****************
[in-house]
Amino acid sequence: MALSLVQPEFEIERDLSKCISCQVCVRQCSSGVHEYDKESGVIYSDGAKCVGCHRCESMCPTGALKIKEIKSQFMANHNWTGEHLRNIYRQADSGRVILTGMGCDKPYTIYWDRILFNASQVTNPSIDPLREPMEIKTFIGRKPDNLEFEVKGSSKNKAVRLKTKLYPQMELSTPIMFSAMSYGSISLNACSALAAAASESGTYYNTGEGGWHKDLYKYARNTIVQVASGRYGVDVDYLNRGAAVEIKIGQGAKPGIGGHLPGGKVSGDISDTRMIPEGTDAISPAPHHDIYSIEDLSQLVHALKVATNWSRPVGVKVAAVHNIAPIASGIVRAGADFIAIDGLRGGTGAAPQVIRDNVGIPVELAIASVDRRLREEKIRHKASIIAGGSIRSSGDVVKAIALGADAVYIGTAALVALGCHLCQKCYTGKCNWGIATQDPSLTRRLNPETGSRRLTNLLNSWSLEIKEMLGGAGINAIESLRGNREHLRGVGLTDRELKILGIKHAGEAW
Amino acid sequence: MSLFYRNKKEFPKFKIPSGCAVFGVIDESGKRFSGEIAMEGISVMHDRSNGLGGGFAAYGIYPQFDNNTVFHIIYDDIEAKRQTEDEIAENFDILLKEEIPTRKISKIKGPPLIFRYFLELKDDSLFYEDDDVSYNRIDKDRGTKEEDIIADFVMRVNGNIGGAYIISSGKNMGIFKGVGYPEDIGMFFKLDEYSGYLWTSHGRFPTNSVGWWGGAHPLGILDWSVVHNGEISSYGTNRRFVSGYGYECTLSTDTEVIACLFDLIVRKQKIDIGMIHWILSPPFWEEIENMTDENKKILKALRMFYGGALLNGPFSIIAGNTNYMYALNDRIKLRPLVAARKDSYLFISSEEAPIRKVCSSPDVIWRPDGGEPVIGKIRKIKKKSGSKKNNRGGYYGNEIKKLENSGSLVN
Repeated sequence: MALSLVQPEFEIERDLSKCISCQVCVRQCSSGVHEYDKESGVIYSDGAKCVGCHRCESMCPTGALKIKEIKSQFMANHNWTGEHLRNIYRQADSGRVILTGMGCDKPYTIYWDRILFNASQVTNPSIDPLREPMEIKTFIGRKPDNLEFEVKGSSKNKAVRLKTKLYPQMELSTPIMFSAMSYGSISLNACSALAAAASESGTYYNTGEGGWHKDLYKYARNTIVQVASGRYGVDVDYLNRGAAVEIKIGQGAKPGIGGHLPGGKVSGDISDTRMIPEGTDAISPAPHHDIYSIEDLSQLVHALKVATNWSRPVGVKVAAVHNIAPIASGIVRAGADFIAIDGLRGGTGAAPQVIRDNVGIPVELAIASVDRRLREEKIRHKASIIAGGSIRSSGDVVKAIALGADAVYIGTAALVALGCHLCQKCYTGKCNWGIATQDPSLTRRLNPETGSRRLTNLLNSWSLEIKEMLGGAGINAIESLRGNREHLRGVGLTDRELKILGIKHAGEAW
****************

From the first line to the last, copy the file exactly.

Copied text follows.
[in-house]
Amino acid sequence: MALSLVQPEFEIERDLSKCISCQVCVRQCSSGVHEYDKESGVIYSDGAKCVGCHRCESMCPTGALKIKEIKSQFMANHNWTGEHLRNIYRQADSGRVILTGMGCDKPYTIYWDRILFNASQVTNPSIDPLREPMEIKTFIGRKPDNLEFEVKGSSKNKAVRLKTKLYPQMELSTPIMFSAMSYGSISLNACSALAAAASESGTYYNTGEGGWHKDLYKYARNTIVQVASGRYGVDVDYLNRGAAVEIKIGQGAKPGIGGHLPGGKVSGDISDTRMIPEGTDAISPAPHHDIYSIEDLSQLVHALKVATNWSRPVGVKVAAVHNIAPIASGIVRAGADFIAIDGLRGGTGAAPQVIRDNVGIPVELAIASVDRRLREEKIRHKASIIAGGSIRSSGDVVKAIALGADAVYIGTAALVALGCHLCQKCYTGKCNWGIATQDPSLTRRLNPETGSRRLTNLLNSWSLEIKEMLGGAGINAIESLRGNREHLRGVGLTDRELKILGIKHAGEAW
Amino acid sequence: MSLFYRNKKEFPKFKIPSGCAVFGVIDESGKRFSGEIAMEGISVMHDRSNGLGGGFAAYGIYPQFDNNTVFHIIYDDIEAKRQTEDEIAENFDILLKEEIPTRKISKIKGPPLIFRYFLELKDDSLFYEDDDVSYNRIDKDRGTKEEDIIADFVMRVNGNIGGAYIISSGKNMGIFKGVGYPEDIGMFFKLDEYSGYLWTSHGRFPTNSVGWWGGAHPLGILDWSVVHNGEISSYGTNRRFVSGYGYECTLSTDTEVIACLFDLIVRKQKIDIGMIHWILSPPFWEEIENMTDENKKILKALRMFYGGALLNGPFSIIAGNTNYMYALNDRIKLRPLVAARKDSYLFISSEEAPIRKVCSSPDVIWRPDGGEPVIGKIRKIKKKSGSKKNNRGGYYGNEIKKLENSGSLVN
Repeated sequence: MALSLVQPEFEIERDLSKCISCQVCVRQCSSGVHEYDKESGVIYSDGAKCVGCHRCESMCPTGALKIKEIKSQFMANHNWTGEHLRNIYRQADSGRVILTGMGCDKPYTIYWDRILFNASQVTNPSIDPLREPMEIKTFIGRKPDNLEFEVKGSSKNKAVRLKTKLYPQMELSTPIMFSAMSYGSISLNACSALAAAASESGTYYNTGEGGWHKDLYKYARNTIVQVASGRYGVDVDYLNRGAAVEIKIGQGAKPGIGGHLPGGKVSGDISDTRMIPEGTDAISPAPHHDIYSIEDLSQLVHALKVATNWSRPVGVKVAAVHNIAPIASGIVRAGADFIAIDGLRGGTGAAPQVIRDNVGIPVELAIASVDRRLREEKIRHKASIIAGGSIRSSGDVVKAIALGADAVYIGTAALVALGCHLCQKCYTGKCNWGIATQDPSLTRRLNPETGSRRLTNLLNSWSLEIKEMLGGAGINAIESLRGNREHLRGVGLTDRELKILGIKHAGEAW